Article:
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Business Protection Bulletin

How Far Will Your Waivers Cover You In The Dojo?

By November 4, 2016No Comments

1611-bb-4Martial arts liability insurance is a tricky subject. It can be challenging enough finding a reliable insurer for athletic organizations, but in martial arts, your customers are coming in explicitly to learn how to fight; how to throw a punch, and how to take one. Your students are going to be taking falls, learning to block, kick and roll, and you’re going to see everything from sprained ankles to dislocated thumbs.

Generally when your students sign up, they’re going to be signing a waiver of liability. This will mean that any injuries you can reasonably expect to sustain in class, they’ll be getting it covered under their own medical insurance if necessary, and you’re not going to be getting sued for it. The keyword there is, of course, “reasonably.” This means you might not be protected if, for instance, something can be construed as negligence on your part.

This means that if you’d rather not be seeing a bump in your liability policy on a weekly basis, you’re going to need to do a little base-covering:

  • Be reasonable about who you admit to your class (and what you have them do)Martial arts can be a great means of physical rehabilitation, it’s a rewarding pursuit for kids, the elderly, even those dealing with disability. It’s not something to jump into a week after open-heart surgery. Get an idea of every applicant’s health background, and exercise proper judgment in admitting new students. Likewise, be reasonable about what you can expect of each student. A 70 year old woman who’s here becau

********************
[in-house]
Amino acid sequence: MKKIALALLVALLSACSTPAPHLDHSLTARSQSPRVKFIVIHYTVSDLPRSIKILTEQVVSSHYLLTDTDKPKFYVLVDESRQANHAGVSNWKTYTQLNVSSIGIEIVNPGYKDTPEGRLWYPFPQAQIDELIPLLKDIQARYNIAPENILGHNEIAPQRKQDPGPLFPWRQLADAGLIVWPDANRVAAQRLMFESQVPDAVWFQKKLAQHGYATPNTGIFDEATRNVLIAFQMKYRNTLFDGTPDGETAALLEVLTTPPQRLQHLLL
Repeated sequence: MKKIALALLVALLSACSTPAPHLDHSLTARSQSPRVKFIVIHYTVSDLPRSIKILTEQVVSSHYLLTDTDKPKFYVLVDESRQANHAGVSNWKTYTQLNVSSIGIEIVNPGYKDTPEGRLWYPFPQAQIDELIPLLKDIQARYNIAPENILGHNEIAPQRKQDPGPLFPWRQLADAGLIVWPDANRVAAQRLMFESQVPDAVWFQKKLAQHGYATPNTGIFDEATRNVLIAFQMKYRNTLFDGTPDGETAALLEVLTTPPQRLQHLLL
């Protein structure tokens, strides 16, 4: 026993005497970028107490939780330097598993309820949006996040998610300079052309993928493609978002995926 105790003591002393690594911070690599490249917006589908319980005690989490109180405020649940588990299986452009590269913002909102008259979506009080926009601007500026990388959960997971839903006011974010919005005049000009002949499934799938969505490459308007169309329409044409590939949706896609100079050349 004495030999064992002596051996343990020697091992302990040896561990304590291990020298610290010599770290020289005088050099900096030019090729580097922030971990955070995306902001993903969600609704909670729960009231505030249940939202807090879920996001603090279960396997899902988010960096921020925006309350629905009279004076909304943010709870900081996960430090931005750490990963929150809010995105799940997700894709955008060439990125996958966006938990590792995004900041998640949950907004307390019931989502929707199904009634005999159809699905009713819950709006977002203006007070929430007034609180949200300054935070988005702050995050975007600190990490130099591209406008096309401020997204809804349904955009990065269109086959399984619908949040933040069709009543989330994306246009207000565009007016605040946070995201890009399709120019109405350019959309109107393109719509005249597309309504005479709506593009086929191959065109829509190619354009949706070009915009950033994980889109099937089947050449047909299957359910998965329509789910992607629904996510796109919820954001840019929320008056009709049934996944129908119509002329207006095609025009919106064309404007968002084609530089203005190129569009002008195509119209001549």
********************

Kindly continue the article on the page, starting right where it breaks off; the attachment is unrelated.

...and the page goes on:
se it’s a fun way to stay fit is not who you want sparring against the 250 pound, weight-lifting security guard.
  • Practice proper maintenanceLoose floorboards, cluttered space, bad wiring, slippery mats. If the environment that your students are utilizing is not a safe place to be practicing martial arts, it’s unlikely your waivers are going to protect you.
  • Be the best teacher you can beThis, of course, should go without saying. You’re teaching the art because you want to pass it on. Poorly trained students, students who have been advanced to the next belt level before they’re ready, students who are not taught proper stretching and warm-up, are subject to injury that may well be found to be the fault of improper training. The martial arts are known as a means of “self-defense” because priority number one is not getting hurt, be it against an opponent or through improper technique.

The key to protection beyond your waivers are professionalism and passion for the art. Insurance is for when the unforeseen happens. The preventable is your job.